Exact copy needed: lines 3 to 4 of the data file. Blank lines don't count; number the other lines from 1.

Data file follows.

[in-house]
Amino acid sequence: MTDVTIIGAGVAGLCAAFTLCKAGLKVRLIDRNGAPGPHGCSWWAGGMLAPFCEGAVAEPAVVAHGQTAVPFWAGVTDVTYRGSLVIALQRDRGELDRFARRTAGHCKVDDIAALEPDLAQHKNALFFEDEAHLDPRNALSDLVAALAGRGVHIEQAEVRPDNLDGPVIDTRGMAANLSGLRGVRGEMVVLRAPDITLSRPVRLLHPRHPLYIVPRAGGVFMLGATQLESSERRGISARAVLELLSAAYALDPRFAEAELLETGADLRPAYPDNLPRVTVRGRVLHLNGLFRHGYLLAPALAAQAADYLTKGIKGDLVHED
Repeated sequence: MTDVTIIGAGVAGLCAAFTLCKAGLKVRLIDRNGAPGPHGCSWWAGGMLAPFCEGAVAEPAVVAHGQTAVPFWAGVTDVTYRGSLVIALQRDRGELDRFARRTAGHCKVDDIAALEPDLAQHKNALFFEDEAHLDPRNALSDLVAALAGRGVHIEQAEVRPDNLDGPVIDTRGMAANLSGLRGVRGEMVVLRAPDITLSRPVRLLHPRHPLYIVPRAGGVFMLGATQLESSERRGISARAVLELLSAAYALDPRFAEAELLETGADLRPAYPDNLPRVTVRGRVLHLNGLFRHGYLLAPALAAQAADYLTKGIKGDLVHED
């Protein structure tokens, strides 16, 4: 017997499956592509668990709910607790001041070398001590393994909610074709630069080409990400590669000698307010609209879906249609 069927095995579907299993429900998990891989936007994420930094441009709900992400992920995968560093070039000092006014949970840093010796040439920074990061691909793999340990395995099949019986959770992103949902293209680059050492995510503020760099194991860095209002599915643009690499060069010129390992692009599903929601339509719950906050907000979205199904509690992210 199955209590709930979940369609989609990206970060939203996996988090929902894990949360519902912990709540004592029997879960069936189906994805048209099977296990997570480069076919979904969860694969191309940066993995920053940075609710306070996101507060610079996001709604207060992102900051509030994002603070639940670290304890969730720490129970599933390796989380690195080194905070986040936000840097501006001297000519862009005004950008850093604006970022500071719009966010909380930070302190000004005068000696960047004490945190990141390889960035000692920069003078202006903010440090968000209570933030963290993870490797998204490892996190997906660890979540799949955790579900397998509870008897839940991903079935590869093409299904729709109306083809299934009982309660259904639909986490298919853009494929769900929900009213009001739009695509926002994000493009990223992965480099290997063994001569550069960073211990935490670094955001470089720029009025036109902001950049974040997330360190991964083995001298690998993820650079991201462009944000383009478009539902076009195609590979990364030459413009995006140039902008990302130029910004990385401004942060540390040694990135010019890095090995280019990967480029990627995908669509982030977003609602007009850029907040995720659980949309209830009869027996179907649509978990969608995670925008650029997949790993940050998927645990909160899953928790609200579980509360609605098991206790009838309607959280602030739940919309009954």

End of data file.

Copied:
Repeated sequence: MTDVTIIGAGVAGLCAAFTLCKAGLKVRLIDRNGAPGPHGCSWWAGGMLAPFCEGAVAEPAVVAHGQTAVPFWAGVTDVTYRGSLVIALQRDRGELDRFARRTAGHCKVDDIAALEPDLAQHKNALFFEDEAHLDPRNALSDLVAALAGRGVHIEQAEVRPDNLDGPVIDTRGMAANLSGLRGVRGEMVVLRAPDITLSRPVRLLHPRHPLYIVPRAGGVFMLGATQLESSERRGISARAVLELLSAAYALDPRFAEAELLETGADLRPAYPDNLPRVTVRGRVLHLNGLFRHGYLLAPALAAQAADYLTKGIKGDLVHED
């Protein structure tokens, strides 16, 4: 017997499956592509668990709910607790001041070398001590393994909610074709630069080409990400590669000698307010609209879906249609 069927095995579907299993429900998990891989936007994420930094441009709900992400992920995968560093070039000092006014949970840093010796040439920074990061691909793999340990395995099949019986959770992103949902293209680059050492995510503020760099194991860095209002599915643009690499060069010129390992692009599903929601339509719950906050907000979205199904509690992210 199955209590709930979940369609989609990206970060939203996996988090929902894990949360519902912990709540004592029997879960069936189906994805048209099977296990997570480069076919979904969860694969191309940066993995920053940075609710306070996101507060610079996001709604207060992102900051509030994002603070639940670290304890969730720490129970599933390796989380690195080194905070986040936000840097501006001297000519862009005004950008850093604006970022500071719009966010909380930070302190000004005068000696960047004490945190990141390889960035000692920069003078202006903010440090968000209570933030963290993870490797998204490892996190997906660890979540799949955790579900397998509870008897839940991903079935590869093409299904729709109306083809299934009982309660259904639909986490298919853009494929769900929900009213009001739009695509926002994000493009990223992965480099290997063994001569550069960073211990935490670094955001470089720029009025036109902001950049974040997330360190991964083995001298690998993820650079991201462009944000383009478009539902076009195609590979990364030459413009995006140039902008990302130029910004990385401004942060540390040694990135010019890095090995280019990967480029990627995908669509982030977003609602007009850029907040995720659980949309209830009869027996179907649509978990969608995670925008650029997949790993940050998927645990909160899953928790609200579980509360609605098991206790009838309607959280602030739940919309009954």